For over four hours last night, live music fans at Bowery Ballroom got just what they needed: three solid performances from three phenomenal acts. Impressive guitar licks, heart-pounding drum rhythms and surprising collaborations were infused throughout each band’s set.
Whether it was Southern rockers The Bright Light Social Hour enticing the crowd with foot-stomping and 70s-esque rock & roll, Long Island trio Lights Resolve captivating with soaring guitar landscapes and catchy choruses or New York’s Black Taxi invigorating all with their energetic stage antics during their CD release show, each showcased what live music is all about.
Shortly after 9 p.m., The Bright Light Social Hour took the stage and transported the room into a Southern honky tonk where guitar riffs were aplenty and minute long instrumental interludes were expected and enjoyed. The Austin, Texas, based act impressed with alternating vocalists, spot-on harmonies and soulful growls. The energy skyrocketed on tracks like “Detroit” and “Bare Hands Bare Feet” off their debut self-titled full-length, released last year. With the crowd jumping and singing along word for word, striking keytar accompaniment, and all the rock & roll elements strongly showcased, The Bright Light Social Hour is one band to watch in 2012.
No doubt a hard act to follow, Lights Resolve continued the high energy performing many tracks off their debut full-length, Feel You’re Different, as well as older fan favorites. The seductive “Sew It Up” kicked off the set with a dark bass part and frontman Matt Reich’s mesmerizing vocals while “Happens Every Day” continued the intrigue with killer guitar riffs peaking and falling at the most opportune moments. The aggressive “Misfire” demonstrated the trio’s eventual arena status while epic set closer “Another Five Days” continued to showcase Lights Resolve’s staying power with sing-along choruses, perfected musical buildup and sweeping guitar parts.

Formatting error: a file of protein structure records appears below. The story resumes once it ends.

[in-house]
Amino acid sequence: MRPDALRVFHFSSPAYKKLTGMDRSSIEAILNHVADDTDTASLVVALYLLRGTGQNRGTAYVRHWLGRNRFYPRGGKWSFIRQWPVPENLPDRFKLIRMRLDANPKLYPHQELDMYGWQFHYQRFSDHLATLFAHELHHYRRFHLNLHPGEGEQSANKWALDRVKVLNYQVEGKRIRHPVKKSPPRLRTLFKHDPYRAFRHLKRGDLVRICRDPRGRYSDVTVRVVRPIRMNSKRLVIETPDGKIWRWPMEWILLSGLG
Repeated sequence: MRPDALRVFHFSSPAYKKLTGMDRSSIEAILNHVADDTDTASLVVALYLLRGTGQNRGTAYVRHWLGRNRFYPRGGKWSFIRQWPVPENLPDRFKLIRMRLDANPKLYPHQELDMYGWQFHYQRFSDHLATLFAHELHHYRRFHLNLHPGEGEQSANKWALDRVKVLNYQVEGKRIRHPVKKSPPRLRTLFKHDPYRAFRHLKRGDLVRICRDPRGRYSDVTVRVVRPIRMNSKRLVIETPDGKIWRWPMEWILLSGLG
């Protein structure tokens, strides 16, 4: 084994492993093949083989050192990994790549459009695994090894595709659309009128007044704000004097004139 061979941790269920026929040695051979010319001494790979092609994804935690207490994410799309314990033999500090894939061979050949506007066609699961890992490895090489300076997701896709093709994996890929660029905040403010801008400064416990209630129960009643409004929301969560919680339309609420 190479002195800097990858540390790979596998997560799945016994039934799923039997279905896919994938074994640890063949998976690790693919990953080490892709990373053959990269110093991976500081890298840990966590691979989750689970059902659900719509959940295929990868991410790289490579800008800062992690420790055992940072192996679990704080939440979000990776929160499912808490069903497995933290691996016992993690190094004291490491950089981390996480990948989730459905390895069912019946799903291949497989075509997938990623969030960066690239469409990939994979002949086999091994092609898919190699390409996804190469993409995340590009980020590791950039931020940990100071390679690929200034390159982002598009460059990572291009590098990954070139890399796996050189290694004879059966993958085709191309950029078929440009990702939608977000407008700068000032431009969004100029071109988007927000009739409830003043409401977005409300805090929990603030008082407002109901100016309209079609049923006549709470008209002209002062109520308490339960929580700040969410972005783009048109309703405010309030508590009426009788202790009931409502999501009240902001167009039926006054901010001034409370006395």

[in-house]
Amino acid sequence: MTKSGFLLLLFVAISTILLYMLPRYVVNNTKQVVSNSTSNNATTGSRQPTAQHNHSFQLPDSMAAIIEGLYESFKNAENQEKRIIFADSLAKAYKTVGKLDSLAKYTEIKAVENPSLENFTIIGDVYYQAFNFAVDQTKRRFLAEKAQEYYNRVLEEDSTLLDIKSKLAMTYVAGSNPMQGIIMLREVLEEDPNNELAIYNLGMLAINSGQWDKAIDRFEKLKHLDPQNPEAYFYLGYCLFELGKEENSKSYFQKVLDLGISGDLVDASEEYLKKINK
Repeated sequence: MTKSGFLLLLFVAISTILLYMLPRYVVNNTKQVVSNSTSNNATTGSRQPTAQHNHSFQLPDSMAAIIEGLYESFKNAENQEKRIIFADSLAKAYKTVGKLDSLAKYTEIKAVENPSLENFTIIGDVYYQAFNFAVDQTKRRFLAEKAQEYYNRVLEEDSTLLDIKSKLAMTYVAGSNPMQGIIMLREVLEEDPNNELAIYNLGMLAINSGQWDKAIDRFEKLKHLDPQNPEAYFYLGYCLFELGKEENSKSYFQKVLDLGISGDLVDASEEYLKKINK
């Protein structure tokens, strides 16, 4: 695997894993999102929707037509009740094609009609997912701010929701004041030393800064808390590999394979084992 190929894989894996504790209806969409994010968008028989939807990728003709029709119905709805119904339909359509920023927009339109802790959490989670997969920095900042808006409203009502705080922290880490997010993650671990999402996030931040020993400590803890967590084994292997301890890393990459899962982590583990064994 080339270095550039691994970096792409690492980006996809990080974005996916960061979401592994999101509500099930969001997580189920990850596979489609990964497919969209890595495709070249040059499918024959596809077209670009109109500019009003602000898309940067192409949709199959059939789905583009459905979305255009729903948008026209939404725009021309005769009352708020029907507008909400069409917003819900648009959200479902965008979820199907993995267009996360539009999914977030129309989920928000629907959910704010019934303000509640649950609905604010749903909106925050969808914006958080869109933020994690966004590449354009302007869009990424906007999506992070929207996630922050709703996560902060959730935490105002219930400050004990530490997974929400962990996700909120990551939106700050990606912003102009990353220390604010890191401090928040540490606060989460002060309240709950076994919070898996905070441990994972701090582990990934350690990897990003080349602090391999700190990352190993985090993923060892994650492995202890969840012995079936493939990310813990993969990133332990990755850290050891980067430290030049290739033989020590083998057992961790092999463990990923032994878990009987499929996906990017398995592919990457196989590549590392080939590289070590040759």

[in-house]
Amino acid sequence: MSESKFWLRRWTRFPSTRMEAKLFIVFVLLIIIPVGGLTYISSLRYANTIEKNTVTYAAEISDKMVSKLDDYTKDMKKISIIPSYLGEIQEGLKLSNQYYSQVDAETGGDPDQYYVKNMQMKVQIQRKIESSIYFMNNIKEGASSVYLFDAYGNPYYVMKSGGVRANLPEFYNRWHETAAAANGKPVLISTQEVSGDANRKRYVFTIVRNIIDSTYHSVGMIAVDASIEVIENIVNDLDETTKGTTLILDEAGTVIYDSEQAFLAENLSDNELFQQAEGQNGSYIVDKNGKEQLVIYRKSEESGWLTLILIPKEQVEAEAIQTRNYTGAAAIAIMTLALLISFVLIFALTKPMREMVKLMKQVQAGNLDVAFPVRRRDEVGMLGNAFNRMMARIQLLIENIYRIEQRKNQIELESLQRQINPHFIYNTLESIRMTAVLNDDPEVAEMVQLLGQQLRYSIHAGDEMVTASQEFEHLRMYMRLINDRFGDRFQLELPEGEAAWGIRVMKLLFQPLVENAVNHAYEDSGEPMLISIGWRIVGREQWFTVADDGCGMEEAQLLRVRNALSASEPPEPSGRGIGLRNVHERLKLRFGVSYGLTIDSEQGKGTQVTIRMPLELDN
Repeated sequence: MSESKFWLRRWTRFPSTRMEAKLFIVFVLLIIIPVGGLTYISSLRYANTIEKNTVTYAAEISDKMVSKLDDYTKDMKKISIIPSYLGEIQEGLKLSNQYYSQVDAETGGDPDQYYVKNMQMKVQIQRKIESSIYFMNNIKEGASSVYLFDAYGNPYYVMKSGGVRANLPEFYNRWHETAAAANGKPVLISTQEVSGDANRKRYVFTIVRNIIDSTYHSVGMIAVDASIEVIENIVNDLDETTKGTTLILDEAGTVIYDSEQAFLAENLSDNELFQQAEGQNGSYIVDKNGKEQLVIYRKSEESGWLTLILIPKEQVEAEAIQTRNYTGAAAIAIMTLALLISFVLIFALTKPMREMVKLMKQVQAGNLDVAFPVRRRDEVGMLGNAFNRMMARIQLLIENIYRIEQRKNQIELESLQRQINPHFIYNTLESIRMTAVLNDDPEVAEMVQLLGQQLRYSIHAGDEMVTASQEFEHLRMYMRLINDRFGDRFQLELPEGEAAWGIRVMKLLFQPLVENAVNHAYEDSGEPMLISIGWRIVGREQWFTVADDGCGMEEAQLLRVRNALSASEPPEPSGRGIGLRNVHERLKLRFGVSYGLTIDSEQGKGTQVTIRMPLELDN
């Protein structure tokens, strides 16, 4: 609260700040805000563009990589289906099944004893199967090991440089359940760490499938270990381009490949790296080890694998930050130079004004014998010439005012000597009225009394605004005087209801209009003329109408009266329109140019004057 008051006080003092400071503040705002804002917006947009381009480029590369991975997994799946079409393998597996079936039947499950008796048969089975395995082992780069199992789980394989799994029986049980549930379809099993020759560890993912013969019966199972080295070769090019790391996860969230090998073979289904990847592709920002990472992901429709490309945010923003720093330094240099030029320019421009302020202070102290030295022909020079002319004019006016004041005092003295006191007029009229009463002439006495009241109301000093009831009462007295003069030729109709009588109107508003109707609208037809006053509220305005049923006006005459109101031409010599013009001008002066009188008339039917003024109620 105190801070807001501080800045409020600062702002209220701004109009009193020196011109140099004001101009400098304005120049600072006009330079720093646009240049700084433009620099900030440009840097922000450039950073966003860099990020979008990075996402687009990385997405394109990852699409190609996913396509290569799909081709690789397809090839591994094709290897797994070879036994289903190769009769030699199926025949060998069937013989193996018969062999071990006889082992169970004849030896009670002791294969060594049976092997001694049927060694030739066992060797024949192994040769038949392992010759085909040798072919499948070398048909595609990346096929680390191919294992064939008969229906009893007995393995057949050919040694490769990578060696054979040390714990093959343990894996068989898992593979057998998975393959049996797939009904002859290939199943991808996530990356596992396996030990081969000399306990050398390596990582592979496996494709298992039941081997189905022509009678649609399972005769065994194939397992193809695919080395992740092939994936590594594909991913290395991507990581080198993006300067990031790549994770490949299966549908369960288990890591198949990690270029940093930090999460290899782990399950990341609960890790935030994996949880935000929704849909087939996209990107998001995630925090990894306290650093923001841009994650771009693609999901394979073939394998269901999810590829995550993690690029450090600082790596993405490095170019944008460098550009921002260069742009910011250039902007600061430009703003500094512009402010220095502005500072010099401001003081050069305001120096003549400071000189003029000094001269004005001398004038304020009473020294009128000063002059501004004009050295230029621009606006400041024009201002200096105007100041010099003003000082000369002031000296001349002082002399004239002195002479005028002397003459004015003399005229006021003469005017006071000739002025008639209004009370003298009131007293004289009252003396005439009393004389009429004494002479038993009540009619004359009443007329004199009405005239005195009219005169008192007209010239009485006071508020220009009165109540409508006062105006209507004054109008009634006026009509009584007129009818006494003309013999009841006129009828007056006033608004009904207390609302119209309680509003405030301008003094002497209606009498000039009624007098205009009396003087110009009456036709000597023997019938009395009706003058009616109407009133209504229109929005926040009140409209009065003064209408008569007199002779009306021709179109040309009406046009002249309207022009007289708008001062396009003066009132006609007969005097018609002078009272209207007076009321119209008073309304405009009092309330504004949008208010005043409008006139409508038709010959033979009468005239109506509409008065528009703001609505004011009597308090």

Headliners Black Taxi rocked Bowery Ballroom until well after 1 a.m. Their album release show, the band played many tracks off of We Don’t Know Any Better. Whether it was Ezra Huleatt, dressed in feathers and hand paint, running into the crowd and jumping off the venue’s balcony, an enticing horn section mid-set or alternating vocals between each band member, the Brooklyn-based act had the entire venue captivated, never knowing exactly what would happen next. Electronic beats mixed in with intriguing singing styles, handclapped rhythms and gritty guitar kept concertgoers screaming for more. Tracks like the sexy “Friend” and “Tightrope” had Bowery Ballroom dancing up until the last song was played.